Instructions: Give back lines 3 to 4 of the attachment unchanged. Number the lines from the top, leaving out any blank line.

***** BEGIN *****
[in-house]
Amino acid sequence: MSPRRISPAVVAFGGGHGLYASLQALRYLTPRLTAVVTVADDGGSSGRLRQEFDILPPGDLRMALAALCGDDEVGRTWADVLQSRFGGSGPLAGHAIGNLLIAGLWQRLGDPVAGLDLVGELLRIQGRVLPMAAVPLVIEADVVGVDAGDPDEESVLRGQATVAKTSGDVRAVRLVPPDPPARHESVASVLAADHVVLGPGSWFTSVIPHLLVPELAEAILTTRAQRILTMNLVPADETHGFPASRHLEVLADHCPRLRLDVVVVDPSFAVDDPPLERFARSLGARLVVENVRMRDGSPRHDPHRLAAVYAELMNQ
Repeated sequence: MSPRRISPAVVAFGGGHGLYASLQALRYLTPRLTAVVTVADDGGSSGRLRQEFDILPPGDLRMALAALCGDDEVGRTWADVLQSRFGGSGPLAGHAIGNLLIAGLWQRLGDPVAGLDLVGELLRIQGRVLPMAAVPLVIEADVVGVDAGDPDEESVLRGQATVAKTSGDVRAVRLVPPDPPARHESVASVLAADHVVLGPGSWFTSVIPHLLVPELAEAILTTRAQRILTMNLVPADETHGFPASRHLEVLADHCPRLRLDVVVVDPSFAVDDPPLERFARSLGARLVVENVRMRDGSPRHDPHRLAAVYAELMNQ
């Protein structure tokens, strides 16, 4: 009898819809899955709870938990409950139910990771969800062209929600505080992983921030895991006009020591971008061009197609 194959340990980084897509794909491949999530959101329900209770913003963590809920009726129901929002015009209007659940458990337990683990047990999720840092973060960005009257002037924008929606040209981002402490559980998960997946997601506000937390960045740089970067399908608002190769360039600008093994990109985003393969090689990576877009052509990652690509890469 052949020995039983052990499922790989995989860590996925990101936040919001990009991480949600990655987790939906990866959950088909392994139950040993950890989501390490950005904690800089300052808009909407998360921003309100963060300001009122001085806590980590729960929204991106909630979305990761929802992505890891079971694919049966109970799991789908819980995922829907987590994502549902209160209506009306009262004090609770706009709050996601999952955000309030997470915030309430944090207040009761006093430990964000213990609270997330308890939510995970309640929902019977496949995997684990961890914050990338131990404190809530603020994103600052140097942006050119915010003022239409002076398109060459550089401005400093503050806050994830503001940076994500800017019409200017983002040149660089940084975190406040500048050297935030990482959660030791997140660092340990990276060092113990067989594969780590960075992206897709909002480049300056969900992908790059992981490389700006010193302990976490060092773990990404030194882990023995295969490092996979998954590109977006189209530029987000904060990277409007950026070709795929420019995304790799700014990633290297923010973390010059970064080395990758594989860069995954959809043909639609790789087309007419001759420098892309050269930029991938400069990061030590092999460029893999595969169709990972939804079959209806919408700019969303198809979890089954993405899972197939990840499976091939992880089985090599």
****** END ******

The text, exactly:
Repeated sequence: MSPRRISPAVVAFGGGHGLYASLQALRYLTPRLTAVVTVADDGGSSGRLRQEFDILPPGDLRMALAALCGDDEVGRTWADVLQSRFGGSGPLAGHAIGNLLIAGLWQRLGDPVAGLDLVGELLRIQGRVLPMAAVPLVIEADVVGVDAGDPDEESVLRGQATVAKTSGDVRAVRLVPPDPPARHESVASVLAADHVVLGPGSWFTSVIPHLLVPELAEAILTTRAQRILTMNLVPADETHGFPASRHLEVLADHCPRLRLDVVVVDPSFAVDDPPLERFARSLGARLVVENVRMRDGSPRHDPHRLAAVYAELMNQ
């Protein structure tokens, strides 16, 4: 009898819809899955709870938990409950139910990771969800062209929600505080992983921030895991006009020591971008061009197609 194959340990980084897509794909491949999530959101329900209770913003963590809920009726129901929002015009209007659940458990337990683990047990999720840092973060960005009257002037924008929606040209981002402490559980998960997946997601506000937390960045740089970067399908608002190769360039600008093994990109985003393969090689990576877009052509990652690509890469 052949020995039983052990499922790989995989860590996925990101936040919001990009991480949600990655987790939906990866959950088909392994139950040993950890989501390490950005904690800089300052808009909407998360921003309100963060300001009122001085806590980590729960929204991106909630979305990761929802992505890891079971694919049966109970799991789908819980995922829907987590994502549902209160209506009306009262004090609770706009709050996601999952955000309030997470915030309430944090207040009761006093430990964000213990609270997330308890939510995970309640929902019977496949995997684990961890914050990338131990404190809530603020994103600052140097942006050119915010003022239409002076398109060459550089401005400093503050806050994830503001940076994500800017019409200017983002040149660089940084975190406040500048050297935030990482959660030791997140660092340990990276060092113990067989594969780590960075992206897709909002480049300056969900992908790059992981490389700006010193302990976490060092773990990404030194882990023995295969490092996979998954590109977006189209530029987000904060990277409007950026070709795929420019995304790799700014990633290297923010973390010059970064080395990758594989860069995954959809043909639609790789087309007419001759420098892309050269930029991938400069990061030590092999460029893999595969169709990972939804079959209806919408700019969303198809979890089954993405899972197939990840499976091939992880089985090599």